One of my longstanding complaints about San Francisco has been a real lack of small bakeries where you can buy bread. Growing up I lived near a doughnut factory and they had a small storefront that was only open from 6am til’ noon or so with really shitty coffee and a wonderful array of arterial lining snacks. Doughnut shops abound here, many of them 24 hour operations which have offered refuge over the years, but none of them offer anything resembling bread to take home and use. You could wake up early and trek down to the farmer’s market but many of the vendors have their wares already bagged in the appropriate bag before you arrive, and I do need to sleep. When I had friends living in Olympia I would make a twenty minute walk every morning to the San Francisco Street Bakery. They made their own savories and sweets, had a small lunch counter for sandwiches and a small assortment of tables inside and out. It was a great place to go, and they provided bread to many of the Olympia stores, but I’ve never seemed to find anything remotely similar here regardless of how trivial the concept. (more…)

The woman sitting in the bus shelter said something as I walked up, but I assumed she was either on her cell phone or just another lunatic. It didn’t become any clearer as we waited for the bus because she didn’t say anything else that I could hear, but it’s not like I sat next to her. When the 22 Fillmore rolled up I tried to indicate by my stance that she should board first but she stayed seated until I began to climb on, then followed. I sat in the back, slumped against the window and she sat several seats up next to someone.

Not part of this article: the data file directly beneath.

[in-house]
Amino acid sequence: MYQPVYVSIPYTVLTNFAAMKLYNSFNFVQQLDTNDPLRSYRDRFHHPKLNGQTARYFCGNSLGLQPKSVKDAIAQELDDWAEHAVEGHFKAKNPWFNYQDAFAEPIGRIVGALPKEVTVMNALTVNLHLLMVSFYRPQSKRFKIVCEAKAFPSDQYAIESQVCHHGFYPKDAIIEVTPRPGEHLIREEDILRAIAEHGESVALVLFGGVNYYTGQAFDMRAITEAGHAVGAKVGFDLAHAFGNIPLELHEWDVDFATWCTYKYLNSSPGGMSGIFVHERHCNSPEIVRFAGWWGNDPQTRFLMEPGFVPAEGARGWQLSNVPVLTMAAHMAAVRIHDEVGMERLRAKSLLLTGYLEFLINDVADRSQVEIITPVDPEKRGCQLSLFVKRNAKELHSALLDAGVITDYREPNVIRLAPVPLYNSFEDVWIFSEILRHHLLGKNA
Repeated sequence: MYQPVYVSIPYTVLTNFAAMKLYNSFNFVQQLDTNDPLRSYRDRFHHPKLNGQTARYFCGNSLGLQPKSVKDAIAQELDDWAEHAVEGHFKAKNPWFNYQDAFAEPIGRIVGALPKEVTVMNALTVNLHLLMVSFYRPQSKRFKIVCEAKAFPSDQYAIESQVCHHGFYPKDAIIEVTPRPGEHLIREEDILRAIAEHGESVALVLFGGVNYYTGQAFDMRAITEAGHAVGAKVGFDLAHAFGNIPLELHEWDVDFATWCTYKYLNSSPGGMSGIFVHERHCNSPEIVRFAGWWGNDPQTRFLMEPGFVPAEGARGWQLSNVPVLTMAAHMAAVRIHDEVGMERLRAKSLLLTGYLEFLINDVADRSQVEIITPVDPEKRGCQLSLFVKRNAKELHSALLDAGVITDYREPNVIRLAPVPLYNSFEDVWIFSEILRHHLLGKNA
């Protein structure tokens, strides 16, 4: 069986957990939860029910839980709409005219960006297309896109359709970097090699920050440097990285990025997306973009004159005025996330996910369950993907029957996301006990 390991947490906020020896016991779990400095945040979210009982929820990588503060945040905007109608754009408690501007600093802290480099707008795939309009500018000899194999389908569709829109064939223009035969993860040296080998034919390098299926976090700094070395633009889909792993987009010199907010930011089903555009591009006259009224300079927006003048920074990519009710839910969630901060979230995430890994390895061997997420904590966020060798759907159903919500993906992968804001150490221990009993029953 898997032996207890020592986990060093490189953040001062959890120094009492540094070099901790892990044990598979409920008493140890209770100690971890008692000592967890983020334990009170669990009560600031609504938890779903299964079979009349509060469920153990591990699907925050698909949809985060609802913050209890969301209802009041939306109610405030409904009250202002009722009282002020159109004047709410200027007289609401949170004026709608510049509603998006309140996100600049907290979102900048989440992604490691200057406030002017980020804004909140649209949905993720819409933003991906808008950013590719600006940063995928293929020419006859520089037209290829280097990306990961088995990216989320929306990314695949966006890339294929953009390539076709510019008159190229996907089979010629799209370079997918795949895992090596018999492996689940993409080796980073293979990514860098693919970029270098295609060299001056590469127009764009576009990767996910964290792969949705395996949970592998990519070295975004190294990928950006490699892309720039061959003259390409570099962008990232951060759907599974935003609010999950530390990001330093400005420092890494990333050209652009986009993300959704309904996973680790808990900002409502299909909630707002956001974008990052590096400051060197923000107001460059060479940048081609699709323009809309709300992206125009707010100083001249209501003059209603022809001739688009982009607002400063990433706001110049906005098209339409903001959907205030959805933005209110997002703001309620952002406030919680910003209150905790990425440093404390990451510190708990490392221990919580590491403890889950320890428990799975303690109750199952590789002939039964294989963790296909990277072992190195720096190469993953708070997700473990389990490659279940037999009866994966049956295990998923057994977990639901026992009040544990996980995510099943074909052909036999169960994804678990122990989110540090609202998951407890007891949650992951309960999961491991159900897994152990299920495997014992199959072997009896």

After a couple stops she hurried the the last seat on the opposite side of the bus and I swear I heard her whisper to herself, “I shouldn’t have done that.” I watched the person she had been sitting next to for some indication that they had been molested in some way but no evidence suggested that anything had taken place. I concentrated on the scenery’s passage through the window.

The woman made a call, explaining that she thought she would have been called back after lunch. By the clock periodically flashing the time up front it was a little early for lunch and she apologized for misunderstanding. She continued to talk, about how her sister had just buried someone and she had just buried her son, the same day, and how she needed a little help. The bus stopped at Fulton and a long line of seniors slowly dragged themselves up the steps and absorbed vacant seats. (more…)